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Vernon  

Keeping homeless calm

Vernon's COOL team, which deals with the homeless, is working on a strategy to keep street people calm once a city bylaw takes effect that forces tents to be taken down daily in local parks and public spaces.

On June 26, council gave first reading to a bylaw that would allow the homeless to camp in Polson Park and a number of other public spaces from 9 p.m. to 9 a.m. but only if shelter beds are not available. The bylaw is in keeping with current law. After 9 a.m., shelters would have to be removed.

The COOL team, made up of social service agencies, outreach workers, community policing and bylaw, is developing a work plan.

“This is vital,” said Annette Sharkey of the Social Planning Council who spoke to city council on Monday. “The key is to let everybody know what to expect and keep everybody calm.”

While the homeless are being encouraged to reduce their belongings, Sharkey said there is still a big concern about storage during the day.

Businesses are pitching in to help build some storage at the Upper Room Mission.

Sharkey said the Community Foundation of the North Okanagan has supplied grant funding, Home Depot has offered two sheds and Everton Ridge Homes has offered a project coordinator and labour.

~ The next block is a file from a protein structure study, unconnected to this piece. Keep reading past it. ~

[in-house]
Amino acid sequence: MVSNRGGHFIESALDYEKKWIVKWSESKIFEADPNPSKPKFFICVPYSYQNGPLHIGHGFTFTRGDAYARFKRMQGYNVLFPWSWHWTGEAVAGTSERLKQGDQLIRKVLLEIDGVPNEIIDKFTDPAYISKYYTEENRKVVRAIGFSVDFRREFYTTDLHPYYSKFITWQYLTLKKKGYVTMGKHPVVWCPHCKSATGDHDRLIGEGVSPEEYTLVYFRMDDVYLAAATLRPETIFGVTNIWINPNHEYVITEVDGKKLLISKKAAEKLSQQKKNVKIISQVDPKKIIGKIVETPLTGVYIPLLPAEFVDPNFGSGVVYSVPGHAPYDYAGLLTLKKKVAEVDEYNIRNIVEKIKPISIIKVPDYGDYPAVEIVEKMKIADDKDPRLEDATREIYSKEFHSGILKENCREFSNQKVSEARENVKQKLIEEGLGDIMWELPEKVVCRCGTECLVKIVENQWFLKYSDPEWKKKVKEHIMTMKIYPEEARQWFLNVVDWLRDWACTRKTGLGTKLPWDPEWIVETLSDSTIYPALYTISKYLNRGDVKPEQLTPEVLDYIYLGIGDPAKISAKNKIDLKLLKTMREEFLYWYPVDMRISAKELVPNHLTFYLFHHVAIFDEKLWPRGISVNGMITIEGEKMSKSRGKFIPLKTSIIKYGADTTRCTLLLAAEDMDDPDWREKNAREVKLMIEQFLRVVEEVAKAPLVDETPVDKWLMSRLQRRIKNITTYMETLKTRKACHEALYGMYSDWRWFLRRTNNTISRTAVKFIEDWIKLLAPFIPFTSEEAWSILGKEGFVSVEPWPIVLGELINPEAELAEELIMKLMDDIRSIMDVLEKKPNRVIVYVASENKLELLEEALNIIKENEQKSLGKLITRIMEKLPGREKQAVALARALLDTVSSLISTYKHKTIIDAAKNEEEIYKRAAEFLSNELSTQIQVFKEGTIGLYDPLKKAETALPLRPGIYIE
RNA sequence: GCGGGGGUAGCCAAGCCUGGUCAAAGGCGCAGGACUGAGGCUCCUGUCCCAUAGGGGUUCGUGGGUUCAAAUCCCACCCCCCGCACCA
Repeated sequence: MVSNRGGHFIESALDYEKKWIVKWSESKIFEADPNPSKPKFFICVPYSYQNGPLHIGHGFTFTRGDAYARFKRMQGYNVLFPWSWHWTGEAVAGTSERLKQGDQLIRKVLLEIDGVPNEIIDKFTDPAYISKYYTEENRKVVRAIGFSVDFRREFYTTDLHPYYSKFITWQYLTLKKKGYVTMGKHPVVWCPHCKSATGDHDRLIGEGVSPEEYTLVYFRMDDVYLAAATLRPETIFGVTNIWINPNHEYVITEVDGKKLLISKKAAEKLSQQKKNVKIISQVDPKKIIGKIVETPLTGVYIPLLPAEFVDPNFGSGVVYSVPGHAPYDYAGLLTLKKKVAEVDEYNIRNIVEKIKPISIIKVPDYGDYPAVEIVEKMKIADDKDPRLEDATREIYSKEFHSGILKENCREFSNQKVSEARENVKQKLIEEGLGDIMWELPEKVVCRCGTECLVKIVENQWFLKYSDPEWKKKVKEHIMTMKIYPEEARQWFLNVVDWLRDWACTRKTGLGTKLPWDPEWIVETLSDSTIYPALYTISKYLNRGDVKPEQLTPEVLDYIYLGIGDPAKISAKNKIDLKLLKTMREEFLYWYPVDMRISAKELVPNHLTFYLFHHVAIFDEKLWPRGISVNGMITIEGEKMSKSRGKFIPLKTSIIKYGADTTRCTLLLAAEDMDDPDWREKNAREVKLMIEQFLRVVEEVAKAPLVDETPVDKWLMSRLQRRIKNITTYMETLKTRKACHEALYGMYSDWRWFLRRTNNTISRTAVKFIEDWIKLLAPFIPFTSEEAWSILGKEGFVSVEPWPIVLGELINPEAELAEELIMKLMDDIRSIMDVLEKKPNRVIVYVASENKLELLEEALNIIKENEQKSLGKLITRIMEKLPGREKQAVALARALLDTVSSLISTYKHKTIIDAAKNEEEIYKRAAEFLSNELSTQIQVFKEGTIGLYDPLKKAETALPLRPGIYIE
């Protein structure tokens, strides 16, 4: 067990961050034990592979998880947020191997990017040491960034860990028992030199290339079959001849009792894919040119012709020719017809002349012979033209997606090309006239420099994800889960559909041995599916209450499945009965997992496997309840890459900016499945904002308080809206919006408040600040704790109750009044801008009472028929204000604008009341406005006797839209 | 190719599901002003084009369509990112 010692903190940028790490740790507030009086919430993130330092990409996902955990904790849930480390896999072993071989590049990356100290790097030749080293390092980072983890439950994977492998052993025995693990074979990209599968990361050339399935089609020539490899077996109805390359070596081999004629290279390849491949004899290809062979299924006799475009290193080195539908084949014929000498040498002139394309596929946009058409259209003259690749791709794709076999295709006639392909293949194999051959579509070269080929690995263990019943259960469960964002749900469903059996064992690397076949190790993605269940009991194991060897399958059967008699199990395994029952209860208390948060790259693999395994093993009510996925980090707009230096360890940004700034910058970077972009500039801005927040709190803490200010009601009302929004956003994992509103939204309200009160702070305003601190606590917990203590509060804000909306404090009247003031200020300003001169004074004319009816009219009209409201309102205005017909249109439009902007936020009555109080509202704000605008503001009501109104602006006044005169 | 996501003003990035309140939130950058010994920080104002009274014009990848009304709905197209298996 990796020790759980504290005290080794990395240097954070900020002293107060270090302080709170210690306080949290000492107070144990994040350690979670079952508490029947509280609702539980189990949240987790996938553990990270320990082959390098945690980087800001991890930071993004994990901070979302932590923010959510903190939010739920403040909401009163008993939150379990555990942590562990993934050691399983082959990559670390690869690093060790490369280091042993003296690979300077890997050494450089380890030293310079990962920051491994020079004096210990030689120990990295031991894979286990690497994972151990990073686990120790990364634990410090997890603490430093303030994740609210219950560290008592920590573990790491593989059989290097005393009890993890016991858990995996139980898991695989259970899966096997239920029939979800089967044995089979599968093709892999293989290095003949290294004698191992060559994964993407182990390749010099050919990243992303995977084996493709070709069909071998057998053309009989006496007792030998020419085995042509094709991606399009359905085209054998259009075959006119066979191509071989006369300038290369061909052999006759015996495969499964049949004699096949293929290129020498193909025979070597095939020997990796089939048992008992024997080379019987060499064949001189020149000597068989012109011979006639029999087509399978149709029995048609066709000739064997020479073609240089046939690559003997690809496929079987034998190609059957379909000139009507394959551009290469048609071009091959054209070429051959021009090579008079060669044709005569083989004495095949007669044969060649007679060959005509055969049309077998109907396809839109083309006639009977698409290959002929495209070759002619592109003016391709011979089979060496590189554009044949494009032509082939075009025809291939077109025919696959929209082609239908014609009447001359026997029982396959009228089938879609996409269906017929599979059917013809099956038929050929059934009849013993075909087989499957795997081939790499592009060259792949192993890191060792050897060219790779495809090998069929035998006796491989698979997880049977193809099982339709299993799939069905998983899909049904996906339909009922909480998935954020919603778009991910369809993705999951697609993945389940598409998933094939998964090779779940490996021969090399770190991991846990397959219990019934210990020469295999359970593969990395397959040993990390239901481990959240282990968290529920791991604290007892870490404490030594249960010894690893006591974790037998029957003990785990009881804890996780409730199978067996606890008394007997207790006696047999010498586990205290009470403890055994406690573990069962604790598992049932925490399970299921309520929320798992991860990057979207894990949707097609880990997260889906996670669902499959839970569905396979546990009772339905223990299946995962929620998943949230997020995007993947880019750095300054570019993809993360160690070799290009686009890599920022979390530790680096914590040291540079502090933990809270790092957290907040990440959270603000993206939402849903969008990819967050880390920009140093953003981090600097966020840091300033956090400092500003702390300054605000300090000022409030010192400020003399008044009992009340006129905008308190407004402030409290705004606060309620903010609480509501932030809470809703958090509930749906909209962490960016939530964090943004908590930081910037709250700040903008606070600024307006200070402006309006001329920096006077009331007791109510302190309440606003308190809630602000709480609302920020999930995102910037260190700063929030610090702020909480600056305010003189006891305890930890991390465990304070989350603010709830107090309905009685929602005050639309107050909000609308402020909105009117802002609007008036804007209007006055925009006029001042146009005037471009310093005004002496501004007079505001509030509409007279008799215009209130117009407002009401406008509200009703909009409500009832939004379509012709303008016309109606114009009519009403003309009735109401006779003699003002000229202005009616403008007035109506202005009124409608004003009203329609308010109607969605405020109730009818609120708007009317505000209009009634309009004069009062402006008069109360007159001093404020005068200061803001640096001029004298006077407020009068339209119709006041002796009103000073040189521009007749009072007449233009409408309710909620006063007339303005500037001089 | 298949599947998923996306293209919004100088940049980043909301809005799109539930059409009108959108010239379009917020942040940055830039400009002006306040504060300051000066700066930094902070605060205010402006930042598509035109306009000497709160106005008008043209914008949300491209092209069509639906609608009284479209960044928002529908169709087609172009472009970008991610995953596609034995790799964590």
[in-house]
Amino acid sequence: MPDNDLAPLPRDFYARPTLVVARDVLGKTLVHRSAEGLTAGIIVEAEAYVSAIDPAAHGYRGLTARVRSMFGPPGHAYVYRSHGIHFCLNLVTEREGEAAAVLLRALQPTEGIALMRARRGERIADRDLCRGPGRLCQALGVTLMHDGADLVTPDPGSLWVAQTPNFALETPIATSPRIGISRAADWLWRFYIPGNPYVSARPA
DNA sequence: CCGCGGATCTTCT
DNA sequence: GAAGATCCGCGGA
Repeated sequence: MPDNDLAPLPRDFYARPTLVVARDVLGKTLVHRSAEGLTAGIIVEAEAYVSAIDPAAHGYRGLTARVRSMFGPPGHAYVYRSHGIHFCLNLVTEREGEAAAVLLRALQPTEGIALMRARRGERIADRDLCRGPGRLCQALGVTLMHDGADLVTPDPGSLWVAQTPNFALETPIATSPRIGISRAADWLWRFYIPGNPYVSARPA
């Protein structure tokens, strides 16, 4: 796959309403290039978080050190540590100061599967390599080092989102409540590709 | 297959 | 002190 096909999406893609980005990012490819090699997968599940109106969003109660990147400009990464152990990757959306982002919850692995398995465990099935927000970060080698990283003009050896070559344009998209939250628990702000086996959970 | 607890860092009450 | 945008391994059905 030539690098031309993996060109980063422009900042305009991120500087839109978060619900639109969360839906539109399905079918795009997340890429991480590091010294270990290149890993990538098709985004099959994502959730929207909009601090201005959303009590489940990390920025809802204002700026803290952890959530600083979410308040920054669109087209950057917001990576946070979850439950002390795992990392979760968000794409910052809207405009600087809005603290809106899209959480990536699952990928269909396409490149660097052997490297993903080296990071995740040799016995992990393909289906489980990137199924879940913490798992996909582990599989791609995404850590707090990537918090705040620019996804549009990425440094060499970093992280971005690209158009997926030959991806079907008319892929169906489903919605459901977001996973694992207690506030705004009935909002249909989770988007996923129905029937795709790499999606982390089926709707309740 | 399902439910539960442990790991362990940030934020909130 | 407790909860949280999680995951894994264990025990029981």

“They will be built before the bylaw comes into effect,” Sharkey promised council, adding that another agency was also trying to find some storage space.

On another topic, Sharkey said there appeared to be fewer needles in public places. In fact, she said the numbers found around the community were at a five-year low.

“There may not be less needles but we are having better results in the cleanup effort.”

She said this was due in part to a monthly community cleanup campaign involving the street population which gave them “a sense of belonging to the community” and a greater effort by businesses to get information on cleaning up needles and using proper sharps containers.

Council was also advised that viruses, including HIV and Hepatitis C, were difficult to get from needles.

“I understand that a parent with a child, how you can really be upset and scared (at finding a needle),” said Sharkey. “There's been no reported transmission of these diseases from a needle in a park in Canada.”

Information supplied by Sharkey states: “In general, a needle stick injury runs the risk of contracting HIV at 0.3 per cent and HCV (Hep C) at three per cent - and only if the needle contains that virus and the virus is still active. This is only under perfect circumstances.”



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